If you exercise and sweat, the kidneys will sense that the blood is getting saltier (more concentrated) and compensate by absorbing more water from the urine and sending it into the blood. When the kidneys can’t absorb any more water from the urine, it sends you a powerful signal to drink.
And the stuff that isn’t needed? The by-products of metabolism? That’s what makes up the urine that’s sent to the bladder to be excreted.
Given that the kidneys are so adept at maintaining the status quo (homeostasis), additional water isn’t needed. Sorry Tom Brady, you of the alleged 37 glasses of water a day, but drinking more water than you need doesn’t improve the kidney’s functioning at all.
The rationale for drinking 8 glasses of water comes from a study conducted by the National Academy of Sciences in 1945. Yeah, 1945. Back then, people also believed that asbestos was a great building material and that you could lose fat by strapping yourself into a vibrating belt machine.
The study actually recommended 10 glasses, but somehow the extra two glasses got lost in history, as did one of the main points of the study: “Most of this quantity is contained in prepared foods.”
Anyhow, if you really want to get precise about water intake, the best research indicates that adult men require about 3 liters of water (about 3/4ths of a gallon) from a combination of fluid and foods a day. Women need about 2.2 liters.
This amount will vary based on activity levels and outside temperature, among other things, and drinking more than what’s required won’t confer any additional health or performance benefits. But measuring your intake like you measure the antibiotics needed to cure the clap is nonsensical.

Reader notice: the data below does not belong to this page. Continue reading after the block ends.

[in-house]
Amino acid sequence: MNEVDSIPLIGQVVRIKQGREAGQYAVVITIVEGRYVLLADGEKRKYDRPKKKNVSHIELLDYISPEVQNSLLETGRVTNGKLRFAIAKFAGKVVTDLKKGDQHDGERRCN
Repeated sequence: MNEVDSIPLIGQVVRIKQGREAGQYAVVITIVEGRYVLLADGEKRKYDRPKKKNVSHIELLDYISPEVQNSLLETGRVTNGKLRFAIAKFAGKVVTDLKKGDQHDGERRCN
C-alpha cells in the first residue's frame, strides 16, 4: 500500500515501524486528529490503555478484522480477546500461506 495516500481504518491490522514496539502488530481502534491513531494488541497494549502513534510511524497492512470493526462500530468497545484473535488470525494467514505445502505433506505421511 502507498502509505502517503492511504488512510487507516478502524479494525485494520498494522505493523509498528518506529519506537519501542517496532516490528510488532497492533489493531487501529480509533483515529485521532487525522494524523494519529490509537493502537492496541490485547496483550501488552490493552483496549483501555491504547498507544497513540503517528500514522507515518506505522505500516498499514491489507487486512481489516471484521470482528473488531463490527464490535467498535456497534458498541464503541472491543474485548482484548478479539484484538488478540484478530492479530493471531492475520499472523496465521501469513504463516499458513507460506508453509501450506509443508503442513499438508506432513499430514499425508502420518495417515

Unless you’re old and the ability of your kidneys to maintain homeostasis is as decrepit as the rest of you, thirst is your best indicator of your water requirements. Along with pale urine. (You might, however, want to consider drinking a glass of water as soon as you wake up for a very specific reason.)
As an interesting aside, “water intoxication” is often more of a problem than not drinking enough water. When you drink too much water, it throws sodium balance out of whack and can lead to confusion, seizure, and even death. A study of runners in the Boston Marathon found that while no one died from dehydration as the clear cause, 13% of runners experienced some degree of water intoxication from drinking too much of it (Siegel, 2015).
For some reason, hydration purists got it into their soggy heads that water’s the only thing that can safely quench thirst. Coffee and tea, however, are often avoided by these purists because they think it’s going to paradoxically dehydrate them and leave them looking like a hollow-eyed smoked mackerel.